The Complete Poetical Works of the Late Miss Lucy Hooper

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Fanshaw, 1848 - American poetry - 407 pages
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Page 37 - Underneath the grave doth lie " As much beauty as could die, ■ Which in life did harbor give " To more virtue than doth live." FROM THE BOSTON TIMES. They do not err, Who say that when a poet dies Nature mourns a worshipper And celebrates his obsequies. Died at Brooklyn, New-York, on Sunday last, Miss Lucy Hooper, aged 24 years.
Page 31 - rest, Life's myriads blending into one— In blank Annihilation blest; ' Dust-atoms of the Infinite— Sparks scattered from the central light, And winning back through mortal pain, Their old unconsciousness again!— No ! I have friends in Spirit-Land— Not shadows in a shadowy band— Not
Page 251 - Leaves have their time to fall, " And flowers to wither at the North Wind's breath,
Page 78 - the hushed lips—my mother, can'st thou brook Longer upon thy victim's face to look 1 Alas! at yestermorn My heart was light, and to the viol's sound I gaily danced, while crowned with summer flowers, And swiftly by me sped the flying hours, And all was joy around : Not death! Oh! mother, could I say thee nay
Page 79 - I may not turn away From the charmed brow, and I have heard his name Even as a prophet by his people spoken— And that high brow, in death, bears seal and token Of one whose words were flame: Oh ! Holy Teacher ! eould'st thou rise and live, Would not these hushed
Page 77 - Mother ! I bring thy gift. Take from my hand the dreaded boon—I pray Take it, the still pale sorrow of the face Hath left upon my soul its living trace. Never to pass away : Since from these lips one word of idle breath Blanched that calm face—oh ! mother, this is death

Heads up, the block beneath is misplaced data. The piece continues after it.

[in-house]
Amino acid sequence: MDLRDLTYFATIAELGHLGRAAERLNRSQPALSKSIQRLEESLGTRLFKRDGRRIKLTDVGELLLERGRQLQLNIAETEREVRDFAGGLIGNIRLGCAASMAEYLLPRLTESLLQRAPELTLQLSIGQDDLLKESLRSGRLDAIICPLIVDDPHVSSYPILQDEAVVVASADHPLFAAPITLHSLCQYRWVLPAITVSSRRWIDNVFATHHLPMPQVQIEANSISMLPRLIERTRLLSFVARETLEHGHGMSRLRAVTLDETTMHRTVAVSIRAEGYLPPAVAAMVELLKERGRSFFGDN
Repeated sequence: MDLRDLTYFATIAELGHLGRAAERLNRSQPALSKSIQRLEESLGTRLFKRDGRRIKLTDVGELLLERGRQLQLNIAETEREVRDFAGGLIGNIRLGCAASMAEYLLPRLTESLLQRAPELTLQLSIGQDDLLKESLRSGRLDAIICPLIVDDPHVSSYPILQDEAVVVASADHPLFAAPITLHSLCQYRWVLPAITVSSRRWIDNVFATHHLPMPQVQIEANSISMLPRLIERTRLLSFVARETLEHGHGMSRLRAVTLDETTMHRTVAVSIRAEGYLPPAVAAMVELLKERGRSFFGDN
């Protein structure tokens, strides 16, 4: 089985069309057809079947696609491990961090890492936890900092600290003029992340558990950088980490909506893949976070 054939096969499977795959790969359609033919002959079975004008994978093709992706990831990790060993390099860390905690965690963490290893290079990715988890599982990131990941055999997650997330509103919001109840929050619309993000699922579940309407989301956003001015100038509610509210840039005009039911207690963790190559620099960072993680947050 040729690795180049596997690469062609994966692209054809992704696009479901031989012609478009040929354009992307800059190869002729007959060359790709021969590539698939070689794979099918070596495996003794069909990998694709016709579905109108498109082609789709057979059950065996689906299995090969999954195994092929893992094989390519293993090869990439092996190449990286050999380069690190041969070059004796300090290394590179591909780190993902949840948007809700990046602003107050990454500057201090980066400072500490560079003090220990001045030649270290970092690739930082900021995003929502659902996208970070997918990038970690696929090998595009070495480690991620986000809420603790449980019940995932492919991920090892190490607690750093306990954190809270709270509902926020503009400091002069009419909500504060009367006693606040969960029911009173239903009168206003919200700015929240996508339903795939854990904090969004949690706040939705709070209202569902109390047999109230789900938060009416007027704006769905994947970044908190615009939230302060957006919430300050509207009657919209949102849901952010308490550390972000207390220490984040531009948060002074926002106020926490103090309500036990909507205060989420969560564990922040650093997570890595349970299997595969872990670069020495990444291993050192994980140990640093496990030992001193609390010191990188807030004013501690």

Page 78 - Oh! mother, could I say thee nay 7 Take from thy daughter's hand thy boon away ! Take it! my heart is sad And the pure forehead hath an icy chill— I dare not touch it, for avenging Heaven Hath shuddering visions to my fancy given, And the pale face appals me, cold and still, With the closed
Page 201 - The harvest ripening in the autumnal sun—■ The golden fruit of suffering's weighty power Within the soul—like soft bells' silvery chime Repeat the tones, if fame may not be won, Or if the heart where thou should'st find a shrine, Breathe forth no blessing on thy lonely way. * Suggested
Page 221 - Yet as the stars, the holy stars of night, Shine out when all is dark, So would I, cheered by hopes more purely bright, Tread still the thorny path whose close is light, If, but at last, the tossed and weary barque Gains the sure haven of her final rest.
Page 244 - Beautiful child! why should'st thou stay ? There is danger near thee,—away ! away! Away ! in thy spotless purity; Nothing can here be a type of thee; The very air as it fans thy brow, May leave a trace on its stainless snow; Lo ! spirits of evil haunt the bowers, And the serpent glides from the trembling

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